Listening is one of the most important things we do as human beings and projects a well-developed Executive Presence. It demonstrates respect to others, it enables us to understand the other people’s wants and needs, and it can inform and improve our responses. All of us yearn to be heard and acknowledged by others. The challenge is that we think we’re listening to each other, but we’re not. We’re usually just formatting our responses. As Stephen Covey says, we need to “seek first to understand, then to be understood.” Here are three strategies that can help:

 

1. Lower the “cone of silence”

Our world is filled with distractions, both external and internal. What pulls your focus away from the other person and their message? If you’re old enough to remember the ‘60’s TV show, “Get Smart”, you’ll remember the “cone of silence”. The cone would descend over two people who needed to privately discuss top-secret information. I know, the cone never worked and actually prevented them from hearing each other, but you get the point. When someone is talking to you, try lowering your own cone of silence to block out everything going on around you.

Distractions generally fall into one of these four categories:

• Your physical comfort – you’re hungry, thirsty, cold, hot, or tired.

• Your psychological barriers – you’re bored or daydreaming, or their topic triggers thoughts of your own past experiences.

• The speaker’s style – they have a monotone voice or accent you don’t understand, or their personal grooming presents a challenge (bad breath, body odor, etc.)

• External interruptions – phone calls or notifications, outside noise or activity, visitors.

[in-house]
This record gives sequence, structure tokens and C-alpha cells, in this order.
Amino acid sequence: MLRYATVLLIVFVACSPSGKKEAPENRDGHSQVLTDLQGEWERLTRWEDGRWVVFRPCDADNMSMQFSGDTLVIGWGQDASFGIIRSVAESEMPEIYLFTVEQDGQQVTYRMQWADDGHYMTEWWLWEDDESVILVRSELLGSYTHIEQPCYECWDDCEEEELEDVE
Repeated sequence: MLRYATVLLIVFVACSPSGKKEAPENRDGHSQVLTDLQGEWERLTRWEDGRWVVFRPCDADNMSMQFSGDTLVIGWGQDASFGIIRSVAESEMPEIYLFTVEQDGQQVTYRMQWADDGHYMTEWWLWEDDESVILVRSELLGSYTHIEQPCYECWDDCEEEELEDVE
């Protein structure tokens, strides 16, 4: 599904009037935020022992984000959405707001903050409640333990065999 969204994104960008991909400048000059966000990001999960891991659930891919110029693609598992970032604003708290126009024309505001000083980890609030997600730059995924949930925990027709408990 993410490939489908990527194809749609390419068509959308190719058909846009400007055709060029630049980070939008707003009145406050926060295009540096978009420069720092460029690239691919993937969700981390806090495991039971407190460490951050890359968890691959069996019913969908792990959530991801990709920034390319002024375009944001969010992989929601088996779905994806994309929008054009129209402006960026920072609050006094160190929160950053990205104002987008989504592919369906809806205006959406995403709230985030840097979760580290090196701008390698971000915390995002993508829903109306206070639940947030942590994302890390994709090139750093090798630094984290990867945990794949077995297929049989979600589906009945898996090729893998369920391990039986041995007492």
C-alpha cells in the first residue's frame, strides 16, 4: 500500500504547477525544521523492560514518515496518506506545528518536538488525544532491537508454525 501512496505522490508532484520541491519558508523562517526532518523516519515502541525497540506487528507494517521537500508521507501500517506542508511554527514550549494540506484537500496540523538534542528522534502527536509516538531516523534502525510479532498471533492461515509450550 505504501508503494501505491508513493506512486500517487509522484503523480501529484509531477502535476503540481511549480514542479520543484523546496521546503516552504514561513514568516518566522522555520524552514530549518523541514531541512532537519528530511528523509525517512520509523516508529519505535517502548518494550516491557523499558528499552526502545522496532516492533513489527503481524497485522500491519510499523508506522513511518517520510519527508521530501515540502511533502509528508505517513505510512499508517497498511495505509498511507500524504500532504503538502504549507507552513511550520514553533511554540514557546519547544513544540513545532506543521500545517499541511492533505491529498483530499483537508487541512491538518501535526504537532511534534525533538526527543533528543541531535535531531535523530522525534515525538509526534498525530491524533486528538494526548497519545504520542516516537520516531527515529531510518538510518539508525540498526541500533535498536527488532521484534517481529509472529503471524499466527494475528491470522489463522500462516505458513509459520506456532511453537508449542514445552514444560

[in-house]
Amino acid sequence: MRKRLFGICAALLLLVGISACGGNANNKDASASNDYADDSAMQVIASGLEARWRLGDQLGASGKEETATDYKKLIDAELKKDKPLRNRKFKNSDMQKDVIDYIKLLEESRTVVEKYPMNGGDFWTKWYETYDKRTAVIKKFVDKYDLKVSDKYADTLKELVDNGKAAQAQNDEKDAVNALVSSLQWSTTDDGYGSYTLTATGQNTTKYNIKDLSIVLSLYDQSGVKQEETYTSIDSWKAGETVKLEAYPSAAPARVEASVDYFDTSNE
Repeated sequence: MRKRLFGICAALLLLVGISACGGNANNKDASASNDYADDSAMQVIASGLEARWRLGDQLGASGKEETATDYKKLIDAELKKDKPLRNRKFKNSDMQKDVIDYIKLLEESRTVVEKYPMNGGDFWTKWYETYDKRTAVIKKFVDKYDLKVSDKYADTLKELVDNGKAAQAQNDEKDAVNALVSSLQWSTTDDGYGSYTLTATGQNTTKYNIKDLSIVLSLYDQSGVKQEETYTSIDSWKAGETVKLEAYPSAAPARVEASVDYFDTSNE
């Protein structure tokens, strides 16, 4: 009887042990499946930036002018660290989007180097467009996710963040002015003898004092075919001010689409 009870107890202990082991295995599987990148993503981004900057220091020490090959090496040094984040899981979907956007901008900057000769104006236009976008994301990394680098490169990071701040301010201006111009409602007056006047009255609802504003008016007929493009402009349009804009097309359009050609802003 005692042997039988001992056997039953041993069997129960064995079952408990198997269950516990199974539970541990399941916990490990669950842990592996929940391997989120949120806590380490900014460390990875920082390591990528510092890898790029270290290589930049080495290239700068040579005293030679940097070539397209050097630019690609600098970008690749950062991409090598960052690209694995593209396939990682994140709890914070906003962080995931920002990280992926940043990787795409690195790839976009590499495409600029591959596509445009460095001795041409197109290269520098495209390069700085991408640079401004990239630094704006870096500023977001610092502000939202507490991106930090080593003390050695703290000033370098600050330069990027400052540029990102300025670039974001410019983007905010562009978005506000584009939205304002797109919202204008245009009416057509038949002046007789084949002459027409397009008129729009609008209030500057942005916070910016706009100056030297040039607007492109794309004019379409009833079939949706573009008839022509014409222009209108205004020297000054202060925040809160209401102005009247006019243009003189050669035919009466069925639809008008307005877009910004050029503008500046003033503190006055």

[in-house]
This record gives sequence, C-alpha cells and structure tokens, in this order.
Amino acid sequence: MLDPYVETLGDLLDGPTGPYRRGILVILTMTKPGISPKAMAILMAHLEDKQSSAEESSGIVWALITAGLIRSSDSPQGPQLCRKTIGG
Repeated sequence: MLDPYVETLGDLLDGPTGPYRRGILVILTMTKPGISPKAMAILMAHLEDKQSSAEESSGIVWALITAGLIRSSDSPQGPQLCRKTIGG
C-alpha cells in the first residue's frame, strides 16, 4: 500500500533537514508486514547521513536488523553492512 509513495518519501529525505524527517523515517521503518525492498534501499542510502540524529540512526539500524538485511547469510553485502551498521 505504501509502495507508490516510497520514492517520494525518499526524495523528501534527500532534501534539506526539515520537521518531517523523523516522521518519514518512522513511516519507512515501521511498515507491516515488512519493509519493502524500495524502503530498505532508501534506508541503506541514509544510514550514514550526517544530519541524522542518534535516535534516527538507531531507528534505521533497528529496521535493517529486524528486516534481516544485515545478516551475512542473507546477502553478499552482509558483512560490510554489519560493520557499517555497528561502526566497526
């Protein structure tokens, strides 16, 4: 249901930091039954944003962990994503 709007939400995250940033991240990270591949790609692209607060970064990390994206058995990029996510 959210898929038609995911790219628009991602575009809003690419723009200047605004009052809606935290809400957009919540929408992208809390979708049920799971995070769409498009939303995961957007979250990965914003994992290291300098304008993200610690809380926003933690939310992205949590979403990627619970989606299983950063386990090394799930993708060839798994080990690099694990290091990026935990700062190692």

Listening takes energy and focus. You must first decide to listen, then work to eliminate all distractions. Stop multitasking, maintain eye contact (where the eyes go the ears will follow) and lower that cone!

2. Clean out your filters

Every message we hear is run through our personal filters, which can include our opinions of the person or issue, our past experiences, prejudices about the idea, and personal agendas. They’re stored in our subconscious and prevent us from being truly present. These biases can distort the message and even trigger our emotions. Develop an awareness of your filters and don’t let them get in the way of true understanding.

Take responsibility for interpretation. Words mean different things to different people, so you might need to ask for definitions (“What did they mean by ‘in the running?’”. “Are you talking about the A Project or B Project?”). Ask clarifying questions if you’re confused (“Are you referring to…?”, “I think I missed something, can you go back to…”). Most people don’t add enough specifics when they speak, so instead of making assumptions and creating a disconnect, make it your job to help them communicate more clearly before you respond.

3. Summarize occasionally

A few summaries as you listen will not only help confirm your understanding of their content, but allow you to also figure out their intent“So what you’re saying is…”, “So you’re suggesting…, is that correct”? You’re floating ideas for confirmation and direction—and what they answer will help you formulate your next question or comment. Your summaries and questions can also help them figure out what’s missing, what’s possible, and what isn’t.

As you can see, effective listening often requires you to do some talking, along with focusing like a laser. Incorporate the three techniques above to their content—and your content will be better as a result.

©Jill Bremer 2017

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